Both personal reasons and drastic changes in pop music led to the split-up of the group in 1966.

Founding member, Joe Pennell, died on April 21, 2011, at the age of 66.

Lead vocalist, Marty Fortson died on September. 26, 2012.

Source:   http://en.wikipedia.org/wiki/The_Rivieras


Jimmy Gilmer and The Fireballs

Jimmy Gilmer (left) and The Fireballs

7.  Daisy Petal Pickin’ – Jimmy Gilmer and The Fireballs  (1964)

Jimmy Gilmer  (born September 15, 1940 in Chicago and raised in Amarillo, Texas)

The follow-up to their huge 1963 hit, “Sugar Shack,” this song sold well and charted nicely. But “oldies” radio stations tend to play “Sugar Shack” and ignore “Daisy Petal Pickin.” That’s a shame as this song is a gem in its own right.

During the run of “Daisy Petal Pickin'” on the charts, the British Invasion began with the first hits by the Beatles. The group had difficulty competing with the influx of British artists and did not reach the Top 40 again until 1968, with “Bottle of Wine,” which was written by Tom Paxton. The Fireballs took “Bottle of Wine” to number 9 on the Hot 100. Although Gilmer was still a member of the group, the band was billed simply as “The Fireballs” on that single. Gilmer left the group in 1969 to pursue artist management and record production in Nashville, Tennessee.

Source:   http://en.wikipedia.org/wiki/Jimmy_Gilmer


8.   Got A Match? – The Daddy-O’s (1958)

I couldn’t find much about the artist, The Daddy-O’s. I bought this record back in 1958 when I was 8 years old. I loved it then and I still love it! Over the years I introduced it to my various radio audiences, many of whom had never heard it before but expressed a sentiment that it was a catchy tune and a well-deserved resurrected song. It peaked at #39 on the TOP 100 chart and should have risen higher. But this little ditty on the old Cabot label is to this day, 55 years later, still a toe-tapping gem.

Ray Smith

Ray Smith (October 30, 1934 – November 29, 1979)

9.   “Rockin’ Little Angel” – Ray Smith (1960)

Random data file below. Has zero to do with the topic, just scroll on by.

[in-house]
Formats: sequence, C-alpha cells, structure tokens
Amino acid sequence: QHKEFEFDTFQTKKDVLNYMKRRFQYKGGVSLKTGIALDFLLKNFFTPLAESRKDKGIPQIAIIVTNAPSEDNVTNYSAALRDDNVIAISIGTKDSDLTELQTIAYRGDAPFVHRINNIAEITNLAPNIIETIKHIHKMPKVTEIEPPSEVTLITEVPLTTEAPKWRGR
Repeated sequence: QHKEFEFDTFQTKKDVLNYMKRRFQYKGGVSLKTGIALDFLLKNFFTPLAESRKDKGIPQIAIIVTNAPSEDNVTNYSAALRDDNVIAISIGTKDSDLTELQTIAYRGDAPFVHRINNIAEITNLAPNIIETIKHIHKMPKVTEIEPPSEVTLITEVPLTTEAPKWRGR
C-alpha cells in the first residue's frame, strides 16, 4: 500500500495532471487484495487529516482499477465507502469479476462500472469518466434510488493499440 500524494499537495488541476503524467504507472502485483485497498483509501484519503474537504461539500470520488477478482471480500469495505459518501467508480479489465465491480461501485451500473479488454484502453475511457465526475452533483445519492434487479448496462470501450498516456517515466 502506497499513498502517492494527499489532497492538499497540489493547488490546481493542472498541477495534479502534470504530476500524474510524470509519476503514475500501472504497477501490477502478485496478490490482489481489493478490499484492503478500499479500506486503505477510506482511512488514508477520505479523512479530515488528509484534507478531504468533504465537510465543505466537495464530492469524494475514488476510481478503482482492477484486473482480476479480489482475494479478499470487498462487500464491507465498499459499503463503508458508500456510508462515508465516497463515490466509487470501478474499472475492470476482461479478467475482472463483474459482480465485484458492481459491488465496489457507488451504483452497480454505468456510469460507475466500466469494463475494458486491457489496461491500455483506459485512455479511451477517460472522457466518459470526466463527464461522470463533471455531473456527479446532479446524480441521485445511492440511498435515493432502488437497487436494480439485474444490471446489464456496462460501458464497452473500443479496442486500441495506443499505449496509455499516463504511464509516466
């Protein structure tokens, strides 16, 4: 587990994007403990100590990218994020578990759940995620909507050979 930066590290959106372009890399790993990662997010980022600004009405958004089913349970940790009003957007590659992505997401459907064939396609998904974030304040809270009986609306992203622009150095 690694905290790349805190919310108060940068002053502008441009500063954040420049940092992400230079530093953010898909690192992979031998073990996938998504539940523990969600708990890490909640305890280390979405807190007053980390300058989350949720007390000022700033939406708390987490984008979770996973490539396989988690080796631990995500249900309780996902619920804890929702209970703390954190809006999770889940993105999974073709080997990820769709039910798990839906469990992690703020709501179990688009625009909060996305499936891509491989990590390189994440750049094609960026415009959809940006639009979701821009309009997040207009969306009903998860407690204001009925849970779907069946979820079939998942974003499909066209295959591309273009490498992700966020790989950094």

Ray Smith was an American rockabilly musician. Smith recorded for Vee-Jay Records, Tollie Records, Smash Records, and Sun Records during his career, and had a hit with the song “Rockin’ Little Angel” in 1960 on Judd Records. “Rockin’ Little Angel” took a portion of its melody from the 1844 song “Buffalo Gals”. The record sold over one million copies, earning a gold disc. He often recorded material written by Charlie Rich, and was heavily influenced by Elvis Presley.

Smith committed suicide on November 29, 1979, at age 45.

Source:   http://en.wikipedia.org/wiki/Ray_Smith_(rockabilly_singer)

Bell Notes

10.  “I’ve Had It” – The Bell Notes (1959)

The Bell Notes were an early American rock and roll group from the East Meadow area of Long Island, New York. The Bell Notes were regular performers in The Bronx in the 1950s, and performed at a bar owned by the father of Ray Tabano; he and Steven Tyler (of Aerosmith) occasionally played between Bell Notes sets and covered their song “I’ve Had It”. “I’ve Had It”, released on Time Records, was a nationwide hit in the U.S. in 1959, peaking at #6 on the Billboard Hot 100. They released four further singles in 1959 – “Old Spanish Town”, “That’s Right”, “You’re a Big Girl Now”, and “White Buckskin Sneakers & Checkerboard Socks” – but only “Old Spanish Town” charted, peaking at #76. In 1960, they signed to Autograph Records and issued “Little Girl in Blue”; two singles for Madison Records, “Shortnin’ Bread” and “Friendly Star” followed. “Shortnin’ Bread” hit #96 in the U.S. and was their last hit; they broke up by 1962.

In 1964, the group appeared in the series of Nu-Trading Rock ‘n Roll Trading Cards.

Source:    http://en.wikipedia.org/wiki/The_Bell_Notes